Kossuth County Advance from Algona, Iowa on November 26, 1931 · Page 7
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Kossuth County Advance from Algona, Iowa · Page 7

Algona, Iowa
Issue Date:
Thursday, November 26, 1931
Page 7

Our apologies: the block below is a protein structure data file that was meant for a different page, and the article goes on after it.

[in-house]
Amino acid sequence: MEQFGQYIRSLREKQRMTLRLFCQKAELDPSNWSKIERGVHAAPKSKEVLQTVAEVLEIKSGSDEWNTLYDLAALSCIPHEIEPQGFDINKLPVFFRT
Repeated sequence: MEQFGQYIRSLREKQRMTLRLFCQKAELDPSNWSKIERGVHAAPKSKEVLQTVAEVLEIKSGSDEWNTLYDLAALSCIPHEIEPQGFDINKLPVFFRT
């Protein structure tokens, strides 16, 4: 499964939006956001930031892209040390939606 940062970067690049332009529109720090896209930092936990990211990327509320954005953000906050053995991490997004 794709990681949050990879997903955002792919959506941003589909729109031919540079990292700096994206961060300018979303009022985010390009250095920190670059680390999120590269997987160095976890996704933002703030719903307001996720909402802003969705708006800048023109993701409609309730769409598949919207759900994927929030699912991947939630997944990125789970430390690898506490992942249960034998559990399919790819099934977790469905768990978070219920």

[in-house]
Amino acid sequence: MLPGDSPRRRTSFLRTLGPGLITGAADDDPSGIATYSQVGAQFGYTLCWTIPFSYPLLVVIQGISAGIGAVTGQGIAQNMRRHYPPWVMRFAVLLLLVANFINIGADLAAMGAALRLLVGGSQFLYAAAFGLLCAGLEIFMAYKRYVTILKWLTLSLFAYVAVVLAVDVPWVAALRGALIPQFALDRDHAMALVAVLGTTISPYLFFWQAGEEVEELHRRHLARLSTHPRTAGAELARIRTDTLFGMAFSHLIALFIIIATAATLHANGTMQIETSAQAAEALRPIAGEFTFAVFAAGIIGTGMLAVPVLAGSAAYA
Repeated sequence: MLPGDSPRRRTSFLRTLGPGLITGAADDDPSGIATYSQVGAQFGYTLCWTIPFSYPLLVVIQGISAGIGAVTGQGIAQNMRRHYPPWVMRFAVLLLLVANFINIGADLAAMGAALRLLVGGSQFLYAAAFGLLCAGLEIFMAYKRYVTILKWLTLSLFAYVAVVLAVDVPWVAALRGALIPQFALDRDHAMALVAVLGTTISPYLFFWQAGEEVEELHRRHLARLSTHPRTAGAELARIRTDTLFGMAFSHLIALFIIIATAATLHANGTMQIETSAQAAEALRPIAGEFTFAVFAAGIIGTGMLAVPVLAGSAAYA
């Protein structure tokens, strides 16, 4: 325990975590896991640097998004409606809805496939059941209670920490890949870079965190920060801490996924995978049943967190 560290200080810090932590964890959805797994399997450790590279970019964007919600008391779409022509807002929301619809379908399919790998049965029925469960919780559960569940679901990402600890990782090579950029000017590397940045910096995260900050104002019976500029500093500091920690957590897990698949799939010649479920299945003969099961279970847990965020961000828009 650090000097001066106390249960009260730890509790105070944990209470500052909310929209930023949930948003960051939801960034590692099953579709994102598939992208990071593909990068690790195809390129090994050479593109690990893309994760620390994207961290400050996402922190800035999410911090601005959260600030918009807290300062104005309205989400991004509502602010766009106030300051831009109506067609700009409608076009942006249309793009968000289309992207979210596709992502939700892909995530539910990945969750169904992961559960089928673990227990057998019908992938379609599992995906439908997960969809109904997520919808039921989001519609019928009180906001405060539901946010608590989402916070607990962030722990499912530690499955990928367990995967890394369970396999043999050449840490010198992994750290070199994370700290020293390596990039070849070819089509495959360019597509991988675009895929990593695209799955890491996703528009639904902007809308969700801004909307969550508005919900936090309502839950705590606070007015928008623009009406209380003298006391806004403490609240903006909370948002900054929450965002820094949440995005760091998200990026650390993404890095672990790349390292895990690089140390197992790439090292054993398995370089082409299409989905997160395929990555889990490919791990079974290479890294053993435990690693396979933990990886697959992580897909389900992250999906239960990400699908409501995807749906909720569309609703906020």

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•j-v- '^ L £jf i -1-*? 26, 1931. Grand Closing s , ' I ' < £ . t HftVe .always tdken more pride In a grand closing I .. * In a gt'&hA opening. In fact 1 never had a grand I' ln«t in a* 1 / store t ever run, The final outcome, ?? grand closing, Is What I have always taken an In- '^We 'are \golng td close the old store December 1. J>M and Saturday, November 27 and 28 will ho the rdays for the Old store. Prices 'are toeing cut so that everything now on A be diaposed of. The ladies' slippers tylll be marked down to $1.40, . , he price of the Boles and heels. • These are Odd pairs from our regular stock. They " all Bood style slippers and sold In the regular way * f om $ 2 ' 98 up to * 6 ' 00 ' There aro slzes trom 4 to 8 T thtTdifterent patterns. We do not want them in u» now store, no Will finish them up or rather give h m away at $1,49 A pair. We are'also rriaklng another deep cut In the price . men's overcoats. ' We have only 33 left. The $18.00 overcoats will be marked down to $9.00. tm,e $22.00 overcoats Will go In this close out at $11.00. These prices ought to sell every overcoat on the k Friday and Saturday, November 27 and 28. raC These are all high-grade tailored overcoats. Coats that will go out and give perfect satisfaction. I am making these ridiculously low prices so as to Bure they all sell by Saturday night, November 28. It Is sur,e»a snap, for anyone that wants an over- nt Plenty of other bargains. Sheep lined coats, 4 d 6-buckle all rubber overshoes, sox, underwear, f S ss s hlrts and work shirts, all at prices that will make you open your pocketbook. This is a bunch of Bonds that we do not want to move to the new store, ?o am making prices to close them out. Some men'*-work shoes at $1.00 a pair. AVe have about. 30 dozen Wayne Knit children's hose the regular 36c sellers, but they are all black and bis sizes. 9%, 10, 10% and 11. They go into this wind-up sale at 60 a pair, or Bpalrs for 25c. A bunch of women's 'dress rubbers to close at 15c a pair, and some men's at 26c. We will have plenty of help to wait on you. Last Saturday there were eight of us working, and then some customers Vdtd not get waited on. Thanks to N. C. Rico for the'best Friday's business we have had for along time. ' .-."'.'. JIMMIE NEVILLE THE POOE MAN'S FBIENI), ALGONA, IOWA. LAKOTA GRADE PUPILS HOLD DEGLAM TILT Lnkota, Nov. 24—The junior high declamatory contest was held in the high school assembly room Friday afternoon. Mrs. F. O. Johnson, Mrs. O. H. Frcrklng, Mrs. A. F. Boese were judges of the contest, In which there were 14 contestants. The winners In oratorical were: 1, Dale Hamqulsl, The Unknown Soldier; 2 Marcella Thaves, Born Rich; dramatic—1, Irene Wcrlnga, Engineer Conners' Son; 2, Lois Hurberts, Joe's K08SUTH COUNTY ADVANCE. ALGONA, IOWA J. i!7 years. a Wilbur ,f. Pnyne, Editor. Farm Built Up. M. Elmore, northwest of Al. Kona, has I armed the same 30 acres he rents from a Fall-field owner for Ho came on the place as bachelor, farmed alone, and courted Jessie, (laughter of Laurits Lauritson, who then farmed on the Durant farm where Godfrey Gellenfell now operates. Fifteen yt:m, ago the couple were mar rled. They now have a sturdy, h«.:ii'tliy family of three boys and girl. This year J. M. has 100 acres of corn that averages 40 bushels to the acre. He saves 120 spring pig- from 19 litters and made them aver age 1!)0 pounds at seven months without crowding them. Recently r,,,, , , .. . _ , „ the landlord's share of the corn \va Billy s Invited Out; 2, .John Estle , n , 110(1 an(1 sokl ftt 4Q ^ ., bu8 , lal Tlint would be a yle'.d of about an ncre gross return from corn Doubtless J. M. has seen the corn crop pHcc'i.i as high as $80 an acre, or I'iv-- Units as much, since he came on the farm. Certaln'y a big flue- Jaby; humorous—1, Hetty Ley 'enrod's Letter. The district con- est will be held December 2, one at Swea City and one at Grant Center. Shower Honors .Itiliii Iji'isvclcl— Mrs. E. R. Worley entertained the A lull. IT* i i wli H'»- I'-ll 111. VjlTl Ullll V a '-"fa L1UU- Acorn club last week Wednesday t , lnl , , . j b ut the 'Elmore evening at a miscellaneous shower '<•„„,,,„ „„„„,„ «,!„ „, ,„,,, in honor of Julia Leisveld, one of family seems capable of taking care | of thrmsolves in good times anrt bad the members, who will be married' an d they have so^- not moved any Sinnn TM-IOI'O \forn on nf +ITQ in < soon. There were 29 of the 30 members present, and each brought a favorite recipe to put in the re- oftener than fanners who buy land instead of renting It. Some one has said that If a man >y reporting for duty at ten o'clock hat evening on his baggage and ex- iress job at the railroad depot. An owner of a large xvheat ranch in Canada heard of his working ability nnd decided he would make a good farmer. Accordingly cousin went to Canada, and "worked himself half to death the first three years a farming." The point we want to stress is that this man found not one job, but three jobs at a time when many other people were out of work. Even In times like this, there are many jobs waiting to be done if some one will discover and do them. It may be necessary to sell some one on the need for having the work done, but gosh, jobs are not brought to us on a platter now as In boom times; neither Is any other kind of trade, business, or opportunity for that matter. There Is a good story in the December American magazine on procedure in looking for jobs. At D. C. Garner's. D. C. Gardner, northwest of Al- «cna, November 6 finished picking 00 acres o£ corn this season that averaged 50 bushels an acre. He saved 80 spring pigs from 13 litters and 2G more summer pigs from five other litters. His 21 ewes raised 30 lambs that now average about 80 pounds at six months. He says the sheep can be fed cheaply. The spring pigs' average 125 pounds at schools of her township, being secretary of the district, and Mr. Gardner is a school director. Mrs. Gardner said Union township schools won many of the prizes offered by the county fair for work done in the schools. Her own children were among the winners, Leona, of the seventh grade winning a second on a map showing locations of state parks, and Trella won on a poster. The Gardner school, taught by Mrs. Qulnten Bjustrom, has only cows, rotating crops to clover, corn, and oats, and the premises nre being repaired and built- up at the same time. The barn has been rebuilt and painted. A new double corn crib has been built, several hundred rods of fence have been put In, five portable two pen hog houses have been built In addition to' the 60 xlfl stationary hog house. The dwelling has been raised, placed on a basement and foundation, and repaired and remodeled. Mr. Plum has 320 acres here instead of 240 ten- pupils, but won two firsts and acreg fts at Lu V erne. n the :iys pays what he day It is due, no one will ever know how much money he is worth, may have 50 cents left clpe cabinet Mrs. Worley had given: n ^, the honoree. The guests hemmed dish towels and embroidered the I corners in various designs. Miss I _ , .„ itiKvyiifVWUUVJVII LO ICL.f. \J V Cl' <J Lensyeld received many gifts. She| ml ,j lon dol);lrg fter he has , d has lived In and near Lakota all her life and Is assistant cashier of the Citizens Savings bank, which position she will hold till March 1. At the close of the evening the hostess served a tray lunch consisting of brick ice cream, white with a pink heart, Lady Baltimore cake, and coffee. The trays were all in pink and white with the white doily, pink candy baskets and pink and white napkins. Twelve cows are STRANGE, BUT TRUE! THERE ARE PIECES 0(4 THE ISTHMUS OF PANAMA WHERE ONE CAN SEE THE SUM WSE OUT OF THE PACIFIC AND IN THE THANKSGIVING Harvest moon,—geese a' flyin',—gather-in' time, his is a time for Thanksgiving. We invite every man, woman and child in this pmmunity to joinJus in an expression of gratitude. Laird & McCullough FUNERAL DIRECTORS are, indeed —Thankful fhat we have succeeded In making it a pleasure lor the ladies of Algona and surrounding communities to visit our store «»* select fresher » V. U i er ' poods for their families and loved ones . . . Holiday lme, more than any other time in the year, re- Bulres the very best in foods. Naturally hundreds M thrifty housewives will take advantage of tne offered at BASKET GROCERY Algona't Finett Food Store These prices Wednesday, Friday, and Saturday. Store will be closed all day Thanksgiving day. CRANBERRIES 3 Pounds 25c MEAT DEPARTMENT bills. So long as no one makes him scrap,* the bottom of the barrel they cannot know how deep the barrel is. John Rich, young farmer west of town In Union township, has 32 eeds to use his cheap feed this all. He bought 11.4' of them as alves from local farmers last fall, nd raised 18 more of his own. In ddition John has 80 spring pigs vhich he saved from 12 litters. five months, milked. Mr. Gardner bought a quarter section out of J. M. Moore's section of land, and then married Mr. Moore's daughter Margaret, some 16 years ago. Mrs. Gardner had been one of the popular school mams of the neighborhpod, and only daughter in a family tha't boasted 11 sons. Dad and Mother Moore, who now live in three seconds on handwork. One of the firsts, won by Eugene Broderson, was on a booklet In the second grade. FARM NEWS AND COMMENT. The former Pat Leonard farm, now owned by Aetna Insurance company, and one of the many farms managed for the company by Frank Barker, former county agent, Is being Improved rapidly. Fred Plumb, who In Farm Bureau work In Lu Verne township was associated with Mr. Barker while the latter was County agent, now rents the farm, and is managing his business In the same thorough way that character. Ized his farming: while on a stock share lease with State Veterinarian Price In Lu Verne township. Mr. Plumb operated the Price farm eight years while the farm was being- Improved and built up. His 147 acres of corn averaged 45 bushels an acre. It has happened this year, as was the case when we nterviewed him one other year, that he has. same number of spring pigs saved as acres of corn. The 147 pigs came from 10 litters, of which 12 were sows, seven gilts. Another 70 fall pigs were saved from 10 of the same sows that farrowed spring pigs. There are 27 cattle, of which 10 are milk cows. One son, One of the things we noticed was a way Mr. Plumb has of providing his hogs with automatic waterers. He has oil barrels with sections of Inch pipe fixed in the end faucet hole of the barrel. The bung hole Is also made air tight. The sec tlon of pipe is bent so when the barrel is filled with water and set near the hog trough the lower end of the pipe will be in the trough, and will allow the trough td fill up to the point -where the water fowl meets the discharge pipe and stopti the flow. When the hogs drink th« water, the water level .lowers and fresh water is again permitted t<* run, filling the trough again, Mr. Plumb has several barrels fixed In this way. MIMEOGRAPHING —>rom nothing three or four year* back w» have built up a good BtdeHn* M mimeographing. In fact the print* ers In the back shoo are a Itttto Jealous, because we do such work and quicker than they can print UM lame job. The printer* bare tat automatic press, but our nlrneo* runs circle* Bee our oflRm girl for mimeographed circular totters and post or postal cards of •• kinds.—Advance. Kfaphlr.g machine around it for speed. Acorn Club Sponsors Movie— The Acorn club sponsored a mov le entitled Tom Sawyer, Tuesday evening and the money will be used for local welfare work. Art Ogren manager of the theater, donated the use of his theater and made arrangements for the picture, so al the money received will be used for relief work. Each member of the club, and also each member of the Priscllla club donated at least on luart of canned fruit or vegetables o be used for welfare work thli vlnter. Several Attend F. «. Meeting— Among those from this communitj attending the annual FarmT3urea meeting at Algona Saturday wer the' John Heetlands, the Jerry Heet ands, the Jake Telcamps, the Loui Sachs, the Walter Sachs, the Ber Edwards, Mrs. Lou Nitz, Bert Code: Will Baum, Postmaster Barger, Mr. F. G. Torine and Mrs. J. H. AVarbui ton. They report a very interestin program. George Godfrey was elec ed president. Christinas Party Is Planned— The Lincoln township women's Farm Bureau met with Mrs. Henry Hofbauer Friday afternoon. Rain and muddy roads kept many from attending. Plans were discussed for the Christmas party to be held at Louis Sach's-Thursday, December 17. This will be a joint meeting with the men, and a Christmas program will be given. Mrs. Gust Koppen and Mrs. Henry Patterson are on the program committee. Willnrd Hells Progressing— A letter from Mrs. AVlllard Bell says they are getting along nicely at Morningside college at Sioux City and enjoy the work. They have a nice charge at Sloan, '20 miles south of Sioux City, and drive down early Sunday mornings and stay all day. Their church had a reception and a canned goods' party for them shortly after they began work tljere. .„„..-- Have^ Music Program— The Epworth League young folks held a musical Thanksgiving program at the church Sunday evening, consisting of solos, duets, piano solos, and two songs by the chorus. Lorraine Smith was leader. They plan on a short Thanksgiving ser- 1 - ----- at 9 o'clock 'hese now weigh |150 pounds at even months, and are not being Algona, still own the other 480 acres of the section of land. This land hafl been owned by the Slmkins family before it -was purchased by the Moores. The Gardners built a fine modern home In 1921 and have a family of their own including four sons am two daughters. Mrs. Gardner stil akes an active Interest in thi vice at the church Thursday morning. Now Church School Is Started— The Rev. and Mrs. F. O. Johnson, Mrs. A. Q. Smith, Mrs. Harry Moe and Mrs. E. A. Clemans are enrolled for the teachers training school being held at Armstrong three nights a week for two weeks, last week and this week. Mrs. Johnson Is teaching psychology of mlddlejidolescence. $13 Collection for gingers— The Cotton Blossom Singers from the Piney Woods school gave a con- as* hurried along in face of present irlces. The farm of 240 acres was irlginMlj- operated as part of the )ld Rich homestead farm next south. When John got ready t.o^ farm for limself, Dad Will Rich built a fine modern house and set of buildings on the 240 acres, and rented it to him. A year later he was married to Eula Johnson, a Minnesota girl and they have operated the farm to getho.r since. A good farm, a gooc farmer, plenty of livestock, with ac tivity spread over several sources of Income;—such a combination is hard 'to beat. The John Riches seem to be holding their own with the rest at least: Mrs. Don Moore, of Union town ship, has some pansy geranium that are blooming beautifully. Th flowers look like pansys, and there are three colors. Mrs. Moore grows the plants in small pots in the sunny window in her home. F. B. Goes Forward. The county Farm Bureau has again picked a strong and influential group of officers to lead the organization in their annual meeting held Saturday. George W- Godfrey, elected president, is known nationally by his writing of "Leaves from a Farmer's Notebook," in Successful Farming, and is widely known in educational and cooperative marketing circles. M. P. Christensen, Algona butter- maker, elected treasurer, is also known throughout the state in dairy circles, 'and through his connection with the Iowa Brand Butter organization. Mrs. J. H. Wai-burton, of Lakota, reelected county chairman of women's work, is widely known over the state in women's Farm Bureau organization work. Other officers are Tom Berg, Elmore, vice president; John Jongberg, Armstrong, secretary; Mrs. E. B. Ditt- nier, Burt, chairman of girls' club work. Mr. Jongberg is a farm owner on the Armstrong road, a veteran worker in the Farm Burau, and other Swea township activities from the early days of the bureau. He has a charming wife, also active In the Bureau. Mr. Berg lives just outside Elmore on the south, and is also a farm owner, bee keeper, poultryman, and dairyman. A veteran bureau worker, and Mrs. Berg is active in girls' club work. Mrs. Dittmer and her husband also are farm owners, dairymen, bee keepers, and have an interesting modem home, where ventures of farming and the farm are always topics of newest interest. Mrs. Dittmer has long been Interested in girls' club work. Retiring president Frank Ryerson has made one of the best bureau officers the organization has had. The program for Saturday's meeting prepared by him and the other officers was a real bang-up success Oliver, 8, now keeps a goat. This is not a milk goat, but is a regular old-fashioned "billy-goat" • to pull wagon In which Oliver can ride. The Plumb family includes two boys and two girls. On the Leonard farm he is following the same plan, raising plenty o hogs on clean ground In portable hog houses, keeping good dairy LOANS'ltf Ready Money *^ ^ Cars Refinanced QUICK CASH LOANS MADE—NO RED TAPE—LOANS MADE TO PAY TAXES, BILLS, ETC. YOU BORROW TODAY AND REPAY IN SMALL MONTHLY 'PAYMENTS. Milch Cow Loans Ask as about our special low rate loan plan for the,purpose of purchasing more milch cows. Dairy cows .assure. a regular monthly Income. We will loan you money to buy additional cows for your herd at a special low rate, repay In small monthly payments. ... Call at our office or write us for full particulars. First Door North of Iowa State Bank. INLAND FINANCE CORPORATION ALGONA Phone 6'5. IOWA Cook i ? where you may SEE the EFFICIENCY and CONVENIENCE y ..... ______ in the Methodist church las* Retiring Treasurer C. C. Sharlach, - - - - --------- * " Fancy late, dark Cranberries, No dinner complete without them. IEAD LETTUCE, CELERY, RAD- HES, TOMATOES, SHALLOTS —and all other fresh vegetables that it will be possible to get will be found in our supply pf good things to eat. ION ARCH CORN ON THE COB Large can, Five or more perfect 9Q(t Golden Bantam ears ---- .,-, ------- fcvv >NARCH GELATINE DESSERT Made wjtfc fjesfe fruit juices. 4 A (* AH flavors, _ T _._~^3 PKGS. I if V ANGES '. - - - EACH,I<? Small but tnll pf .juice; just 1 C toe thing for the kiddies— , ----- -- ' * w. Unita, 49 Jbs,, m^e by Gold Medal Mills, guaranteed ^ — _——-—- ----Gold $iedftj, 49 Ihs., kitchen tested ---e pn_ ow Sticar of Flour in about 2 months) Fairy c^§ Flo reg- 8i?e pkg week Tut day evening to a crowded house. An offering totaled ,18. The Epworth League served lunch at the close of the concert. niii WPH Defeat Youngsters—• °The iLl men's athletic club played the first volley ball game of the season at the schoolhouse gymnasium last week Tuesday night. The 1 men played the young men and won the game. Officers will be elected later. __ Other LaXpta News. Mrs Alfred O'Keefe has been at the home of the Herbert Pattersons, northwest of Swea City, helping care £$£ Patterson., who hadI an op- o/ Ubertyville, 111.. November 18. now have' one boy and two g rls. Mr and Mrs. J. H. Warburton attended a Swea township Farm Bu- meeting at the Swea commun- Swea ity hall four miles west of City last week Tuesday evening. Hansens entertained 17c Mrs. 'and Pearl were visiting""near S>vea City week, last The William Ricklefs, of Titonka, day of Algona, and Secretary A. E. Clayton, of Cresco township, have made good records, and deserve credit for the good work they have put into the organization during the difficult times of the past year. There was a spirit at the meeting which was all for going forward with the Farm Bureau to new and higher levels. The Kossuth Farm Bureau In value to the young folks alone has justified its existence, just to name one of the varied activities. Times like the year ahead are good times in which to grow a real farm organization, for folks have time in which to take an interest and to build better. Plenty of Work. Whenever someone in town -says he is unable to find work, or has been idle for long periods, we are reminded of a cousin who lived at Mason City and held down three full time jobs at one time. During the night he was night express and baggage handler at a local railroad, and also got all the sleep he allowed himself. He placed his couch at the depot In a position so that the light from the headlamp of incoming trains on the passenger track would wake him to duty, slept with his clothing on and so got in all the work required to keep his name drawing pay * the railroad. puring the day he worked hours as gardner, cared for the furnace, carried out the ashes, washed windows, changed storm windows to screens, pumped softer ft-om o , the cistern to the tank In the attic, cared for 9, horse and ft do &- ana tended the garden *»<* shrubbery, s s lso *»w * £ »" 1 etc. For this us also *»w * DEMONSTRATION BY Miss Leona M. Deal At the Advance Cooking School Held in K. C. Hall This Week and all around efficiency. It fc economical and SAFE. And it brings you red gmt service wherever you Uve—~va town or on the iarm. Demonstrator wiU prepare delicious 'M_I— «_ food, using one of tne modern, convenient Whether or not you are ******™*J*' .ad beauSal Skelgas stoves. She will give stalling Skelgas in your ^^j^£ youmauyhelpMbintsontheeasypreparation enjoy real gas^^^^^•^f of medsLusing clean, econpmical Saigas, heating-you will surely w«t l» *»^ ft* v. «, ~» ^^ Cooking DemoustratMHi. mimsmw* You will have an opportunity to carefully the time «»d place, Accept our cordial wvi- inspect the stove yourself if you wish—see tetio||t Come yourself, and bring your friend*, the many special features, light the gas, feel die intensely hot flame, turn it out* Skelgas is real natural gas freed from the inefficient and soot" and odor^forming eU> roente. It is &e very "heart" of ga**well gas, No other feel Compares in speed, cleanliness R* O* BJ